Friday, January 13, 2012

Everybody has their own dream: The Sequel

"I have it all - great career, nice wife, huge house, lots of money. It's like I'm living the American dream - but it's somebody else's dream."

One of Ronda's teammates on the 2004 Olympic judo team, Dr. Rhadi Ferguson made the point that no one who has earned a spot on the Olympic team decides not to go, what people do is decide not to train for the Olympics. Karo Parisyan qualified for the 2004 Olympic Trials at 81 kg but went into the UFC instead. He said he never regretted it. Rick Hawn, who won the 2004 Olympic Trials at 81 kg, placed ninth in Athens and is now a fighter for Bellator. He also says he never regretted his decision.

Here is the continuation of the discussion Ronda and I had (with guest commentary from Henry Akins of Dynamix MMA) about whether people really choose the UFC (or anything) over the Olympics - and what do you do after the Olympics is over.


James Jones said...

Nice stuff Dr Ann. I remember talking with Rhadi and he mentioned the depression after the olympics and that he wrote a book about it. The IOC wasn't too happy about a "tell all" of how there is a let down after being an olympian. Your conversation reminds me of the people that I met who went into medicine and certain subspecialties (ie surgery, cardiology) with the belief that it would some how transform them into happy people. When this didn't happen, they were depressed and miserable and eventually horrible doctors. BTW, love how Henry was acting as the voice of reason to keep you and Ronda on point. Good stuff all around. Thanks!

Dr. AnnMaria said...

When I was in graduate school they had a meeting with the students just before graduation. There was a very high rate of suicide among new Ph.D.s and MDs. It was exactly like you said, people had this idea that they would graduate and suddenly it would be only rainbows and unicorns. Instead, the day after graduation they still had student loans, jobs, dishes to do. There was a very high rate of depression. At least when I was in school, UCR did a very good job of trying to give students realistic expectations. So did the University of Minnesota, where I received my MBA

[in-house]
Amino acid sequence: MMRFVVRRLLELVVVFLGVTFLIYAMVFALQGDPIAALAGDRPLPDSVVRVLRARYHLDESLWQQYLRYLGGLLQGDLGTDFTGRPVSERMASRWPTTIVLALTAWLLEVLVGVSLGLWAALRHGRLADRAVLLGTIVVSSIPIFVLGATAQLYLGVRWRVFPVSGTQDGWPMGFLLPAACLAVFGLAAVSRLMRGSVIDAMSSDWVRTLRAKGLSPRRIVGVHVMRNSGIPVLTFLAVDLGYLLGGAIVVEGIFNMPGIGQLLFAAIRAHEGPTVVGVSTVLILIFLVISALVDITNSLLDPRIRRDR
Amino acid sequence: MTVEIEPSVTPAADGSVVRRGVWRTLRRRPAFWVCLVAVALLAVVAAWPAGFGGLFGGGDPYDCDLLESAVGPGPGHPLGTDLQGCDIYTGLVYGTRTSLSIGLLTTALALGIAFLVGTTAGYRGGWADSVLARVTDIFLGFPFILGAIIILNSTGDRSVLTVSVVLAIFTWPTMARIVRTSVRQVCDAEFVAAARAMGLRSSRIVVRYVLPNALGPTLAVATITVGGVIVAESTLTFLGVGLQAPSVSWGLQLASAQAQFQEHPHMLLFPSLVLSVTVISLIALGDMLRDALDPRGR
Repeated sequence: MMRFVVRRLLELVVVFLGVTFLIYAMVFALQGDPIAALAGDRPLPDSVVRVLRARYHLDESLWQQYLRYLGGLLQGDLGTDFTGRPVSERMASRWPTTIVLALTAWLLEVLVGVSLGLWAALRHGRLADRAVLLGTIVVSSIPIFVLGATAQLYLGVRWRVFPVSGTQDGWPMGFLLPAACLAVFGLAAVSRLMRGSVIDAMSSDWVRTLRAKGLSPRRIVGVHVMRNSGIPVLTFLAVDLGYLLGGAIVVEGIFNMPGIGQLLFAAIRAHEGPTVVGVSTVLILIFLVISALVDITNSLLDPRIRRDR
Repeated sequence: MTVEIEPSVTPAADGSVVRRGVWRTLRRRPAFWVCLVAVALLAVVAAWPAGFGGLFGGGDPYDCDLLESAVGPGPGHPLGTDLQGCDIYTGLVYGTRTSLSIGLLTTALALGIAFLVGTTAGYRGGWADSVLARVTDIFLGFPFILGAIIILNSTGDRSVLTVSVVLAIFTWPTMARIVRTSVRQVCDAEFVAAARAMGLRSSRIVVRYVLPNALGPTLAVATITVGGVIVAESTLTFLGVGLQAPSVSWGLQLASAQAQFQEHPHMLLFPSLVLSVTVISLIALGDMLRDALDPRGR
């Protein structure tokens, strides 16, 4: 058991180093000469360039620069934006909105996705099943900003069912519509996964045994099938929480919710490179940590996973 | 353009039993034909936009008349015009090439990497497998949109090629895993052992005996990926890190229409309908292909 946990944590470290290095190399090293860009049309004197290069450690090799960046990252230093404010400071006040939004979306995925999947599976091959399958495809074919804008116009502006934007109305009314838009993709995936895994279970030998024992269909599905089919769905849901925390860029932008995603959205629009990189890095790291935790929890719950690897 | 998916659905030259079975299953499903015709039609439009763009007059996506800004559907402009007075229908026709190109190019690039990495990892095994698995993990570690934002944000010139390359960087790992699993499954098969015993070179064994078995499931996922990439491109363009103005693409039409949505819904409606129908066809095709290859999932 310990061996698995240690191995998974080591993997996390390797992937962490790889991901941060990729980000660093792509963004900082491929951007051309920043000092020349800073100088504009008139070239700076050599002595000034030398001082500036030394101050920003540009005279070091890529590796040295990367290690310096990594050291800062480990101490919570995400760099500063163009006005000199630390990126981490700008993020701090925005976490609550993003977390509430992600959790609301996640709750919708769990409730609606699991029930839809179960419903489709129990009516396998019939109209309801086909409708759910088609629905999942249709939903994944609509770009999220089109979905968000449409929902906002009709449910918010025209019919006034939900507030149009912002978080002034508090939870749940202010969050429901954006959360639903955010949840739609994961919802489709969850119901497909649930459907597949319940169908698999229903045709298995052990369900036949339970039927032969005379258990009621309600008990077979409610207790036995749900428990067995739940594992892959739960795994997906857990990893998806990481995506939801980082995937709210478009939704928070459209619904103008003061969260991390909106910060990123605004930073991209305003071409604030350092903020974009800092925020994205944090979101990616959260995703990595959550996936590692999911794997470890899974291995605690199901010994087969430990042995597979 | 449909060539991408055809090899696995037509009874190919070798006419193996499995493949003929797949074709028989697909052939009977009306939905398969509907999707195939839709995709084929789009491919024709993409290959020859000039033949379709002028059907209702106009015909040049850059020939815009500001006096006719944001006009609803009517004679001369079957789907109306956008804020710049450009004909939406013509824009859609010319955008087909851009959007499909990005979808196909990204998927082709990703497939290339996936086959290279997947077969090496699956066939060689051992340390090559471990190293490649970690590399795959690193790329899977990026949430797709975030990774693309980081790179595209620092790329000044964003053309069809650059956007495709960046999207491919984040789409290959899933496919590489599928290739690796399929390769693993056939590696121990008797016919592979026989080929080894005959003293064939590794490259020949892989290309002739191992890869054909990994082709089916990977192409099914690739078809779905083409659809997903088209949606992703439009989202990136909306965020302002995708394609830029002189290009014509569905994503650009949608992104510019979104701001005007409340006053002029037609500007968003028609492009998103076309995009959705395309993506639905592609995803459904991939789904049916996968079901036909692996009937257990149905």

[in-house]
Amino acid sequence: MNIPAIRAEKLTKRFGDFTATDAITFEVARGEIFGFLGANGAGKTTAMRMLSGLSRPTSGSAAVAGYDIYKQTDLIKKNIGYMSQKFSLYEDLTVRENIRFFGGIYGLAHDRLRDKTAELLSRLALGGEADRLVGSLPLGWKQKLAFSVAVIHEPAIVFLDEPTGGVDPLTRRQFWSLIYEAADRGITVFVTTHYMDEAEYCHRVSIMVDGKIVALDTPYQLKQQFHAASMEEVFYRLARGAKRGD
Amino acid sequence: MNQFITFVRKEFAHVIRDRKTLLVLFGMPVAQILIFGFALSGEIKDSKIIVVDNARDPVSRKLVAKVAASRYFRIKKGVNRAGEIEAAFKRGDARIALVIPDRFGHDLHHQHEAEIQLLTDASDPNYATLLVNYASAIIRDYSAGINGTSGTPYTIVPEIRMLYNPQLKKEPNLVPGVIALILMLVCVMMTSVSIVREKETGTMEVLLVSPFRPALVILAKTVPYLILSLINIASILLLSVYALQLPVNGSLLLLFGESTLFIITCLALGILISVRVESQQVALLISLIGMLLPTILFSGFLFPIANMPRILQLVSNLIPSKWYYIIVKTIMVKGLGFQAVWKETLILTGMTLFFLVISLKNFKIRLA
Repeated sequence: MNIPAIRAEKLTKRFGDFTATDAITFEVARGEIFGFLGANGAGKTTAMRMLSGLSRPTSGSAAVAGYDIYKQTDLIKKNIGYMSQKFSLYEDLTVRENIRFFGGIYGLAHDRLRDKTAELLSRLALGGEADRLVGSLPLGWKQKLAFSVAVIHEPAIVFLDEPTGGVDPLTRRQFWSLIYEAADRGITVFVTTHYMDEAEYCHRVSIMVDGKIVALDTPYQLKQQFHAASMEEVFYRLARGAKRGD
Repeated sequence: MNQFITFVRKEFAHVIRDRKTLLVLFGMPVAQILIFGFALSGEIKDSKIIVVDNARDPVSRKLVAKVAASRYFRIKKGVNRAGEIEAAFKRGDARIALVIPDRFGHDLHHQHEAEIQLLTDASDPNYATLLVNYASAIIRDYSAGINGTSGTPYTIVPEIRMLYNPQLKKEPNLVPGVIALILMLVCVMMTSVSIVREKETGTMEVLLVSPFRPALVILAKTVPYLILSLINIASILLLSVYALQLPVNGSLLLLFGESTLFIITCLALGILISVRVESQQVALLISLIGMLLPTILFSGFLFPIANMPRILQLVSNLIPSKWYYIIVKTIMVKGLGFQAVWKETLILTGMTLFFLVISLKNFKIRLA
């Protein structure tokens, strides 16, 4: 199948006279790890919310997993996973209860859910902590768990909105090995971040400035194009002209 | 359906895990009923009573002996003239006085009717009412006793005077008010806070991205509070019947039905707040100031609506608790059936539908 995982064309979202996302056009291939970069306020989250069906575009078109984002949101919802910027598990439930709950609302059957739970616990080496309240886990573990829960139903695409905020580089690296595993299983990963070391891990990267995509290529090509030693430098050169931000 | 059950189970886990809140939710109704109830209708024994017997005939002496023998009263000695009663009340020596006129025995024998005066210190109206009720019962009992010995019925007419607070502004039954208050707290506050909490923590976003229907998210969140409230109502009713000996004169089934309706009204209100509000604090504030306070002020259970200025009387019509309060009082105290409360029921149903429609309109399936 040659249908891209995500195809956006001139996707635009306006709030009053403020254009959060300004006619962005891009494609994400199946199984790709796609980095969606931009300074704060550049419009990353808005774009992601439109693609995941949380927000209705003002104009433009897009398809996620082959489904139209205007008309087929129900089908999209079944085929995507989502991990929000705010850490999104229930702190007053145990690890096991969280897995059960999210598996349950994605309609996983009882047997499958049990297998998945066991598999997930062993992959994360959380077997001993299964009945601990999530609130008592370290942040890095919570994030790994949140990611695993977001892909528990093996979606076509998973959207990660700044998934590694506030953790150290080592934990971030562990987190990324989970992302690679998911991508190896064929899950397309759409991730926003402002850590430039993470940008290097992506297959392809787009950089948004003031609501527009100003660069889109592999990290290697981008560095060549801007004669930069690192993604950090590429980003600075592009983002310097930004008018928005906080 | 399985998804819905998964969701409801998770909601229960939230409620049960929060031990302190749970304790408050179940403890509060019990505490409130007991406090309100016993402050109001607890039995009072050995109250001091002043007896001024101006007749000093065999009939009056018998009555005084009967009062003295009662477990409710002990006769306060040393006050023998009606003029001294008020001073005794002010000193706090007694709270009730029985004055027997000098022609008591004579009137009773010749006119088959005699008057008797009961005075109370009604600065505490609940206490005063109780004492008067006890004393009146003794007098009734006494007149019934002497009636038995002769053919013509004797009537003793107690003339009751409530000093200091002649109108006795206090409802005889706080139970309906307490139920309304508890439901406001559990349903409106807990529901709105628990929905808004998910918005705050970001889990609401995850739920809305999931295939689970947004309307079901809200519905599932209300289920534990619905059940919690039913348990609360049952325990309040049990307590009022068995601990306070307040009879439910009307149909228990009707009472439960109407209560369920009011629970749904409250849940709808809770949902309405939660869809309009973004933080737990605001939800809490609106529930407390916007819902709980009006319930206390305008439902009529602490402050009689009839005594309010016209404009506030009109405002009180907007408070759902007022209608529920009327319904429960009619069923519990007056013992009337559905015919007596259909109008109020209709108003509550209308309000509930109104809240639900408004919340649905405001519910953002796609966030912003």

Sylver said...

Thanks for this video. It was a very honest look at it.

One question though: Aside of the psychological "I did it, what now" feeling, Ronda raised the point that once you win the Olympics, you are left with a handshake and debts. And that nothing is done for you afterwards.

It's rather disgraceful. It seems such a waste of potential and a let down to simply part with a handshake. What do you and Ronda think should be done for athletes after the Olympics?

His Excellency said...

Really interesting conversation. I hope to see more of this!

Expectations can deceive anyone. But at least y'all won medals and were committed towards attaining you're goal (at the time). Which, in my opinion is in of itself yet another achievement (to commit and be determined to attain a particular goal over X amount of time).

Would your conversation have differed if let's say neither one of you had won a medal at a WC and or the Olympics? You are both speaking from the winning perspective. But, would you say you lost anything in the process of trying to win?


“We cling to our own point of view, as though everything depended on it. Yet our opinions have no permanence; like autumn and winter, they gradually pass away.” - Chuang Tzu

How has time/experience changed your point of view on competition in the sport of Judo?

Looking forward to your opinion!